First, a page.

NC Court of Appeals Criminal Decisions
State v. Bowden, (08-372). Reversing lower court denial of an MAR under the old N.C.G.S. section 14-2, finding that a life sentence equals 80 years, and it is not within the Dept. of Corrections authority to determine if life sentences are "commuted" to 80 years. Remanded for calculation of time, including reduction credits, to determine if Bowden is eligible for release.
State v. Jacobs, (04-541-2). Trial court erred by unilaterally finding aggravating factors, increasing the Defendant's sentence. Because the Court relied on evidence necessary to proving the underlying charge in doing so, such error was not harmless. Remanded for resentencing.
State v. Phair, (08-326). Defendse Attorney Nicole Phair appeals two counts of contempt. First, she was found in contempt because her cell phone rang during the State's examination of a witness. This was overturned as it was clearly a mistake, not "willful" conduct, as required to be contempt. Second, she was found in contempt for asking her client whether the police contacted him after a certain date, because this was a suggestion that police contacted him after his rights to counsel attached and that police acted innappropriately. The Court reversed, stating:
"Defendant's question was logical in terms of context: the State had just finished its cross-examination of the accused regarding whether the accused had provided address information to the investigating detective. On redirect, defendant asked whether the investigating detective had asked for this information on the date the accused made his statement to the detective; when the accused answered in the negative, defendant asked whether the detective asked for the address information after that time. This question was the basis of finding defendant in contempt.
As mentioned above, N.C. Gen. Stat. § 5A-11(a)(1) states that “[w]illful behavior committed during the sitting of a court and directly tending to interrupt its proceedings” constitutes criminal contempt. Defendant again argues that she did not intend to mislead the jury and, thus, did not willfully violate this statute.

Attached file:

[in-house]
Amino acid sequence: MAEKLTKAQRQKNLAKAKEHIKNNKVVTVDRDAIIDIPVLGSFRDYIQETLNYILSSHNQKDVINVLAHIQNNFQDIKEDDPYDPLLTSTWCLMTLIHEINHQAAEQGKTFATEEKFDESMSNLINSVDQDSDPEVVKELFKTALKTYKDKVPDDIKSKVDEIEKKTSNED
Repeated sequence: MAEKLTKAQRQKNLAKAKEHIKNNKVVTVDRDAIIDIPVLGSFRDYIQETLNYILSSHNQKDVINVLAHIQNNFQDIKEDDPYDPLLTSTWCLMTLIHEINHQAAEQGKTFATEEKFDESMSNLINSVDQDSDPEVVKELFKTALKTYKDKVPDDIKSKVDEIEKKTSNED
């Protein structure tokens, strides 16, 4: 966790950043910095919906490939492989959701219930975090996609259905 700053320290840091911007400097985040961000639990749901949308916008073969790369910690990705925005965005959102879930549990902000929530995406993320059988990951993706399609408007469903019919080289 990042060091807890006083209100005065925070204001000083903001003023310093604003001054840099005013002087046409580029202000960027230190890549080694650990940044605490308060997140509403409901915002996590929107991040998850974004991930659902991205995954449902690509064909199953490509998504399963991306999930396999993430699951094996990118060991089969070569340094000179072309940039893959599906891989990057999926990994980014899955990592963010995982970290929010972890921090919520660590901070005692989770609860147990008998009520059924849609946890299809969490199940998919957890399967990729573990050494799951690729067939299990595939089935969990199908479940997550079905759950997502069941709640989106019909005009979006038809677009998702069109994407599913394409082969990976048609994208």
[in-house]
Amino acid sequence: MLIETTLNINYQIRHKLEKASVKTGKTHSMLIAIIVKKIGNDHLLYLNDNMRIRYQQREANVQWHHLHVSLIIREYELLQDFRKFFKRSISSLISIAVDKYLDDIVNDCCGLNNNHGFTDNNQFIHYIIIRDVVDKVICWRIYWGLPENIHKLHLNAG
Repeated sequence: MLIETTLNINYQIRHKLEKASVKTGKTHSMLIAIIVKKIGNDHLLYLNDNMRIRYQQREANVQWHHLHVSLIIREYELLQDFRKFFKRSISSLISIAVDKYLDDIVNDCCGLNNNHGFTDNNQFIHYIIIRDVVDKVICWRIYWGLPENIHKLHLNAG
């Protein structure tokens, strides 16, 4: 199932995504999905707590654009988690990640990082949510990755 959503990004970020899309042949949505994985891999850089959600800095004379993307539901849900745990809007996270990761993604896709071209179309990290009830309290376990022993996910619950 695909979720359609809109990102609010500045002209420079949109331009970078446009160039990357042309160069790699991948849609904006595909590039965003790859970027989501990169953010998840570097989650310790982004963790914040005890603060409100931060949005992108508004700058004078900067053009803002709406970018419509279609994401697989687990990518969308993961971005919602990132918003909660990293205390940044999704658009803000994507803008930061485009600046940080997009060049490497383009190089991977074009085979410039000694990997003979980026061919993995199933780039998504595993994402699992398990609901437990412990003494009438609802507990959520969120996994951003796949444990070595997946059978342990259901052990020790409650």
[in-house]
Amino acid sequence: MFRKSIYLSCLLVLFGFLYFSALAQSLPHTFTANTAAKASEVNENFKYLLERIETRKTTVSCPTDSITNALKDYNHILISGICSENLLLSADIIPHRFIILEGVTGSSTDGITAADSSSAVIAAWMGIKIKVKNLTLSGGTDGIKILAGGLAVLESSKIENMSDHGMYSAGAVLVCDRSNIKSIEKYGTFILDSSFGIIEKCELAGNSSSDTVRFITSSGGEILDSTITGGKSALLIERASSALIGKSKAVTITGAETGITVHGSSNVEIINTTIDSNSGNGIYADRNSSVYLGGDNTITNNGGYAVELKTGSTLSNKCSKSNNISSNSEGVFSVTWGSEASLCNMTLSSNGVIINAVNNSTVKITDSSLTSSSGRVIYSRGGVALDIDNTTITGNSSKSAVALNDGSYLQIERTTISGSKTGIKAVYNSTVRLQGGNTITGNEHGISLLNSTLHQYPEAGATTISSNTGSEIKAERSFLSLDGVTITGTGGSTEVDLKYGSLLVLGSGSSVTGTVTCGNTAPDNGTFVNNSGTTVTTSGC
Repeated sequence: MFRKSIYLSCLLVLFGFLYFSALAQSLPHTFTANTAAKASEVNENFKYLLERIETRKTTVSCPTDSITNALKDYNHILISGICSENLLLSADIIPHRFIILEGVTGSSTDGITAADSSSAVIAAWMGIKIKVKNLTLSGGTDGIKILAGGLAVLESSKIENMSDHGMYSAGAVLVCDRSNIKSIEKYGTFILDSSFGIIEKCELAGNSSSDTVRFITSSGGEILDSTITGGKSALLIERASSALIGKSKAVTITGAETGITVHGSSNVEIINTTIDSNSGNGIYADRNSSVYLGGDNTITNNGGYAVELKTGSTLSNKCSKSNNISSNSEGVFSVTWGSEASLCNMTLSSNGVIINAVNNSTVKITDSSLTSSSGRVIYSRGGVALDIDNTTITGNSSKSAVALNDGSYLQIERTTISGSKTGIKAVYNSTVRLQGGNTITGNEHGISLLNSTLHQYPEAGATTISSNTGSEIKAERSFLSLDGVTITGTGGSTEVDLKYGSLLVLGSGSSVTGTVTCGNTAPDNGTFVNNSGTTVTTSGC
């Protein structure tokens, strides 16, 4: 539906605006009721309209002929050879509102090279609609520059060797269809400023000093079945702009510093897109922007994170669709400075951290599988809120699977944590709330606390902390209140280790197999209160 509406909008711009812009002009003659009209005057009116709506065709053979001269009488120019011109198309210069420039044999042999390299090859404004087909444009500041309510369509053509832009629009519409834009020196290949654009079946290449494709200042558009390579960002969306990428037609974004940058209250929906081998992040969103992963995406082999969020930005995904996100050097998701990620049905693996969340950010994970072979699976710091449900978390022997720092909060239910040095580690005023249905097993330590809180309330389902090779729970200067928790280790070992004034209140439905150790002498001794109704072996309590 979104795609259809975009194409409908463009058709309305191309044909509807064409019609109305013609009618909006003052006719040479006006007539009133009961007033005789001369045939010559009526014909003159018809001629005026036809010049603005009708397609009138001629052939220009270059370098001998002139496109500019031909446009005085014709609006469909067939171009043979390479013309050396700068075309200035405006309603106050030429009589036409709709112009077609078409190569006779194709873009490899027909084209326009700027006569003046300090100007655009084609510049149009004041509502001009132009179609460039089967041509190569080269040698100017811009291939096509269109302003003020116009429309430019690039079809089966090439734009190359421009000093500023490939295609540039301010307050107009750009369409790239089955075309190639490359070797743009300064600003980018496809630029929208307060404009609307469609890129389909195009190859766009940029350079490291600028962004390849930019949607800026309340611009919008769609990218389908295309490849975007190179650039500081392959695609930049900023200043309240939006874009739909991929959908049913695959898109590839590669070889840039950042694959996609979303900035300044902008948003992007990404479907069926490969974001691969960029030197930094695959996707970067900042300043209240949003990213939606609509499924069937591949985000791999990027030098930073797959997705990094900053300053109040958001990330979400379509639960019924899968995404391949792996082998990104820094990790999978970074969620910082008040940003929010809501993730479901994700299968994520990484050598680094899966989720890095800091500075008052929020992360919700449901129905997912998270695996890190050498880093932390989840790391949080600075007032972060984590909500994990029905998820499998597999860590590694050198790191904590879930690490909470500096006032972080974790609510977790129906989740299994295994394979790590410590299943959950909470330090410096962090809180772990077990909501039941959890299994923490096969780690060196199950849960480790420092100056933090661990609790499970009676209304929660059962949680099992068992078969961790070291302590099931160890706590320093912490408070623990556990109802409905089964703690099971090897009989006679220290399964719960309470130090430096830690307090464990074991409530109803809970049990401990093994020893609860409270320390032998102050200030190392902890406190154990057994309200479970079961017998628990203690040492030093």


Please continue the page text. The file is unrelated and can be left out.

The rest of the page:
While it is true that, given some thought, a juror hearing defendant's question might have understood it to have the improper implication the trial court gave it, the court's holding defendant in contempt seems an extreme reaction to a question that defendant could have easily been told to rephrase. A reading of the transcript reveals decided animosity between the trial court judge and defendant; during the discussion out of the jury's presence on the propriety of this question, for example, the judge made several comments like: “you just make sure you pay $1,000 within the next 10 days[;] otherwise I will personally report you to the statebar”; “I don't care if you appeal”; “And you don't be arguing with me. Do I put you in jail right now[?]”; and “The only thing you had to do was keep your mouth closed and admit you'd made a mistake.”
Again, it does not appear that defendant's actions were willful or intended to mislead anyone present. In context, the question appears to be a logical next step in the course of questioning to any reader of the transcript. As such, we hold that the trial court's findings of fact are not supported by competent evidence and do not in turn support the conclusions of law in this order. Thus, we reverse it."
No Error Found and no terribly interesting arguments in:
State v. Ash, (07-1456) - Voluntary intoxication; Corpus Delicti Rule; felony murder
State v. Ballard, (08-196) - Jury instructions
State v. Coley, (07-645) - Imperfect self-defense jury instruction; competent to stand trial; Fifth Amendment right to remain silent (while violative of the 5th Amendment, no plain error meriting reversal where a detective told the jury that he attempted to question the defendant and the defendant invoked his Miranda rights).
State v. Robledo, (07-1568) - Knowing possession; conspiracy to traffic marijuana